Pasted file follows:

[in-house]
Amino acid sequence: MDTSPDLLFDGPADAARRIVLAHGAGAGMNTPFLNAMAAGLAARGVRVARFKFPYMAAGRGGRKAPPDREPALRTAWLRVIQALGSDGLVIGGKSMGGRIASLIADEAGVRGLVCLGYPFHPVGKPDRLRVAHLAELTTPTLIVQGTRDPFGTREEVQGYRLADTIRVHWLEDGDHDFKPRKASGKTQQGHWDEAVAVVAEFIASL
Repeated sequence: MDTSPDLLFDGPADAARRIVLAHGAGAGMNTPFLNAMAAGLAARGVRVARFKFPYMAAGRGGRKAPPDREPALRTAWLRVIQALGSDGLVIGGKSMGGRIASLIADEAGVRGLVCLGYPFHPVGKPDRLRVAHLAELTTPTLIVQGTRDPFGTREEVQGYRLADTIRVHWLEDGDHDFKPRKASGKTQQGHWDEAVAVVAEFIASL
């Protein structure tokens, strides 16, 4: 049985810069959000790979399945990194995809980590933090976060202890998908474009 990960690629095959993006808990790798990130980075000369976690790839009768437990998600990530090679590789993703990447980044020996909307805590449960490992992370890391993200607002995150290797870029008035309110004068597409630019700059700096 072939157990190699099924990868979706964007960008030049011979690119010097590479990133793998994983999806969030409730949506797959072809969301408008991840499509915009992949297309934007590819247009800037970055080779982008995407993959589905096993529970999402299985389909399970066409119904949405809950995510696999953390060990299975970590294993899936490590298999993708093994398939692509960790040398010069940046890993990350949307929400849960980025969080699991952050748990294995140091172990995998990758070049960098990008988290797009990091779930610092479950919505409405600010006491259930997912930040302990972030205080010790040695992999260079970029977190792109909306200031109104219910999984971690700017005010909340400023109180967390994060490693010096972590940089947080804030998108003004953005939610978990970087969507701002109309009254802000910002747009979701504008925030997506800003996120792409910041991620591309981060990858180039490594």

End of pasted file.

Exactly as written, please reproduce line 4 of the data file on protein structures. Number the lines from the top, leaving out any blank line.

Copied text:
């Protein structure tokens, strides 16, 4: 049985810069959000790979399945990194995809980590933090976060202890998908474009 990960690629095959993006808990790798990130980075000369976690790839009768437990998600990530090679590789993703990447980044020996909307805590449960490992992370890391993200607002995150290797870029008035309110004068597409630019700059700096 072939157990190699099924990868979706964007960008030049011979690119010097590479990133793998994983999806969030409730949506797959072809969301408008991840499509915009992949297309934007590819247009800037970055080779982008995407993959589905096993529970999402299985389909399970066409119904949405809950995510696999953390060990299975970590294993899936490590298999993708093994398939692509960790040398010069940046890993990350949307929400849960980025969080699991952050748990294995140091172990995998990758070049960098990008988290797009990091779930610092479950919505409405600010006491259930997912930040302990972030205080010790040695992999260079970029977190792109909306200031109104219910999984971690700017005010909340400023109180967390994060490693010096972590940089947080804030998108003004953005939610978990970087969507701002109309009254802000910002747009979701504008925030997506800003996120792409910041991620591309981060990858180039490594």